During my teenage years I’ve read three of John Fowles’ books (The Magus, The Collector, and The French Lieutenant’s Woman), but recently I’ve realized that for the book I remember I liked the most (The Magus) I couldn’t really remember the plot … So I decided to read it again, to see whether after almost 10 years I still enjoy it 🙂
In a nutshell, The Magus tells the story of a young teacher, Nicholas Urfe, who teaches English on a Greek island called Phraxos. Even though his first days on the island predict quite a boring stay, everything changes when he befriends an eccentric rich and old man. Soon enough Nicholas gets involved in psychological games and tricks and embarks on an extreme journey of self-discovery. Just to give you a hint about what to expect, it is worth mentioning that Fowles started writing it in the 1950s under the original title of The Godgame.
I must admit that I have mixed feeling regarding this book. On one hand, I did not enjoy it because of two main reasons: its length and the frustration it caused. The book is quite long (around 650 pages), but that did not bother me … the book felt long because the story was evolving very slowly. And when it comes to frustration … Multiple times I had the feeling that the writer is playing tricks on me, the reader, as I was reading the book. Maybe this was because most of the story is told through the eyes of Nicholas, and the reader only gets one side of the story. However, after I finished the book I realized it was quite an interesting feeling when looking retrospectively.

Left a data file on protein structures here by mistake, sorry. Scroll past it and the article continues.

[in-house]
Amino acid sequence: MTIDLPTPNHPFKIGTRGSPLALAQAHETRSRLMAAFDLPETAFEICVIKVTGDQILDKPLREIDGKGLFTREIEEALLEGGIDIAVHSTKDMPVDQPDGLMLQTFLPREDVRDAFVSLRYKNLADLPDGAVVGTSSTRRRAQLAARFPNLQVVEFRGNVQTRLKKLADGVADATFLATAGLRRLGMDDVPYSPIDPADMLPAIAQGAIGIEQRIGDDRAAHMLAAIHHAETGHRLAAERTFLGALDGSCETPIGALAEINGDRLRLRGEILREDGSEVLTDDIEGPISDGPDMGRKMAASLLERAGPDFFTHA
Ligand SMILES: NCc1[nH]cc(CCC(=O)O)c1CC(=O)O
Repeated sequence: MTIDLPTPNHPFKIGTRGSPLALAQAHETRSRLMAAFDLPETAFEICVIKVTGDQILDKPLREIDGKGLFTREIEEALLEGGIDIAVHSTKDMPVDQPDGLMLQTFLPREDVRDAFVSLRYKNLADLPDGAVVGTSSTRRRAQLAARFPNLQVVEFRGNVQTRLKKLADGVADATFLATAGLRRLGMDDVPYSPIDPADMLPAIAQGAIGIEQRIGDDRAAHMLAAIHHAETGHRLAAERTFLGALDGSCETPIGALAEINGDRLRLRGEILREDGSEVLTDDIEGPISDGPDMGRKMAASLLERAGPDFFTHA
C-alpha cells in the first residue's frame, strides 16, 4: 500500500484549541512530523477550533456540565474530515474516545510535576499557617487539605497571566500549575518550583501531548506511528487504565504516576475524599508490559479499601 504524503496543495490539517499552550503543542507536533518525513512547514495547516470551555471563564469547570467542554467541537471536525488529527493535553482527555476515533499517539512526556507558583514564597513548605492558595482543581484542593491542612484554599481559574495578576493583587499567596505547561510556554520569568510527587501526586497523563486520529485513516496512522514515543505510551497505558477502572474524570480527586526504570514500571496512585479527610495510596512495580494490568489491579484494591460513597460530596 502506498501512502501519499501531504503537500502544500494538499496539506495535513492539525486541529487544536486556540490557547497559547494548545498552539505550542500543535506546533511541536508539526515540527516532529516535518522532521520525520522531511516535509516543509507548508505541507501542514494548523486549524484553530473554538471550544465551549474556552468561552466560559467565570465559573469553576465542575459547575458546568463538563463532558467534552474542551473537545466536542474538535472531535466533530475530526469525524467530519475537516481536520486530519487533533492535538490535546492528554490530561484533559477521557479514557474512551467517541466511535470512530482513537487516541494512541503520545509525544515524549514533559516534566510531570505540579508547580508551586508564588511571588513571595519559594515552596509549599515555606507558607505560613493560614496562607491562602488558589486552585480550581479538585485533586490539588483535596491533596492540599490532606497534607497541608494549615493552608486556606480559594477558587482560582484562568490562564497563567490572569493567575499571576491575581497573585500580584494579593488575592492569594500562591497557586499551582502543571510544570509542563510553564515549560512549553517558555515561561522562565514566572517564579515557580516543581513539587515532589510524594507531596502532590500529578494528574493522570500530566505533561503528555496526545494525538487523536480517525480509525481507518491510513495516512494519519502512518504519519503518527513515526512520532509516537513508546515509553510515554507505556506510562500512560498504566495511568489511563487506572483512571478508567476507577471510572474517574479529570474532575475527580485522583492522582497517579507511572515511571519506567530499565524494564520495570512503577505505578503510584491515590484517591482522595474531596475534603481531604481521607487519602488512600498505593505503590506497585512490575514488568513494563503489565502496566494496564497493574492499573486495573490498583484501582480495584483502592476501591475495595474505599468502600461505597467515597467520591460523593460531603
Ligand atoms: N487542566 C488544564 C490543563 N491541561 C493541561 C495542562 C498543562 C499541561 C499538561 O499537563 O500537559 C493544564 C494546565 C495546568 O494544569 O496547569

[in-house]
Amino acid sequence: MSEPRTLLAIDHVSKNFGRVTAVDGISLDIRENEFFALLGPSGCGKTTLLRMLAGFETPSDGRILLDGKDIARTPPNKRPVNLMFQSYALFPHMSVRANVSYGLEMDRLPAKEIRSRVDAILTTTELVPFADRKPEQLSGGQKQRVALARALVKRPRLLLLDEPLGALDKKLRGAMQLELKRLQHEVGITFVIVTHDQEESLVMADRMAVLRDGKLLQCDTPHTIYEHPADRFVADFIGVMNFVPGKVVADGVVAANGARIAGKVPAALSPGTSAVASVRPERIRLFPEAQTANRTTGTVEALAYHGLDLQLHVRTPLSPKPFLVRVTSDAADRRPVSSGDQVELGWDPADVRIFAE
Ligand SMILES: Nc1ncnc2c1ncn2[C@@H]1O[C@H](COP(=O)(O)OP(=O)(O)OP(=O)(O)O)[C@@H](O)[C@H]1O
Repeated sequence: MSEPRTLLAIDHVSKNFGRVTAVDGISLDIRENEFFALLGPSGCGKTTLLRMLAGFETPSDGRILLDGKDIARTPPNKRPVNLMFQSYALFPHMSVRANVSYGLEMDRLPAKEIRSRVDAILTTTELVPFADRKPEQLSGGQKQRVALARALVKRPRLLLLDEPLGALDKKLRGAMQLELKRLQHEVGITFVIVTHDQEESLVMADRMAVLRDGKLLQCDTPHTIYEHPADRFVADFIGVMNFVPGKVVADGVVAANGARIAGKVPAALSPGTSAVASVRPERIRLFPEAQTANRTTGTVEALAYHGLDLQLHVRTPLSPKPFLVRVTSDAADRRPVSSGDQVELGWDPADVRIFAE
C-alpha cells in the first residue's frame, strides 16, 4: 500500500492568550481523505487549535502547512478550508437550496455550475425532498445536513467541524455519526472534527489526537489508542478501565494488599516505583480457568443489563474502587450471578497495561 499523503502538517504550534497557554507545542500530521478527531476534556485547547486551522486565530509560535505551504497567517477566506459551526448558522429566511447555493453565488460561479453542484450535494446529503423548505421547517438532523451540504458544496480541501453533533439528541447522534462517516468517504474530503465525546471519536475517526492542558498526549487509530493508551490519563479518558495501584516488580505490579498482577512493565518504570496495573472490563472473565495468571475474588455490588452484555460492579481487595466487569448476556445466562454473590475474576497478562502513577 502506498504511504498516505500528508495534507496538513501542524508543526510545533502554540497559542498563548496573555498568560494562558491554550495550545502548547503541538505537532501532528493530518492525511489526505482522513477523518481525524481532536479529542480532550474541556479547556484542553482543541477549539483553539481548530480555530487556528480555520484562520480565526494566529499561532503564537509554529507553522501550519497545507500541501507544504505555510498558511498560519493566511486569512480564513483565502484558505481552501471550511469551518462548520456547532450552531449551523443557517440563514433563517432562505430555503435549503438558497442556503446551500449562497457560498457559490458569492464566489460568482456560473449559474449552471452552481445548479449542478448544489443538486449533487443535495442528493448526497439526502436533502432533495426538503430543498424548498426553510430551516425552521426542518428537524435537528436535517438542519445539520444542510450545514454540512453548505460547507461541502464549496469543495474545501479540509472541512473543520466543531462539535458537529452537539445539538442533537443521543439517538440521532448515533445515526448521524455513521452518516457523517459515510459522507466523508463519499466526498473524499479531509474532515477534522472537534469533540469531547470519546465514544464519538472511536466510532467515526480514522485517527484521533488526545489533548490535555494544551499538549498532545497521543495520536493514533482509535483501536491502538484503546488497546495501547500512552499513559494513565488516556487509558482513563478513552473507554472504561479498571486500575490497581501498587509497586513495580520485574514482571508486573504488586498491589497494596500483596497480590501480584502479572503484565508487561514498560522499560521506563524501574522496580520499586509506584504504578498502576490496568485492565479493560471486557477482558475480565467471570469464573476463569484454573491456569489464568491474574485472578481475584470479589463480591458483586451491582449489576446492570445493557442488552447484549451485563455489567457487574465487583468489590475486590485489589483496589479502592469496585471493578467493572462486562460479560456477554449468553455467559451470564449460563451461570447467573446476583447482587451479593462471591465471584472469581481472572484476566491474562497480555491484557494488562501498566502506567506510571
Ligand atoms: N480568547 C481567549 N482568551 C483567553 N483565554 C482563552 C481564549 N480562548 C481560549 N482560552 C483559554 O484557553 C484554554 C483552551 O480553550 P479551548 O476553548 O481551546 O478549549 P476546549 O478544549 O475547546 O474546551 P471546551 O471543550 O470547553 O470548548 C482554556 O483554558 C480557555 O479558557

On the other hand, there were also aspects of the book I enjoyed. For example, I liked how the environment played an important role in setting the pace and intensity of the story. The Greek island seemed to be surrounded by a mystical aura:
“I knew that on the island one was driven back into the past. There was so much space, so much silence, so few meetings that one too easily saw out of the present and then the past seemed ten times closer than it was.”
I also liked how wise words were sprinkled throughout the story, one of my favourites being:
“He [the human being] needs the existence of mysteries. Not their solution”
To conclude, I consider “The Magus” is a book worth reading if you have a lot of patience and you are into psychology. I am pretty sure I will not re-read it for the third time 🙂
‘Till next time, happy reading!
PS: It seems I am not the only one fascinated by the Greek island described in the book. Tim Lott followed in the footsteps of John Fowles to Spétses, the island that served as inspiration for Phraxos. You can read about his journey here.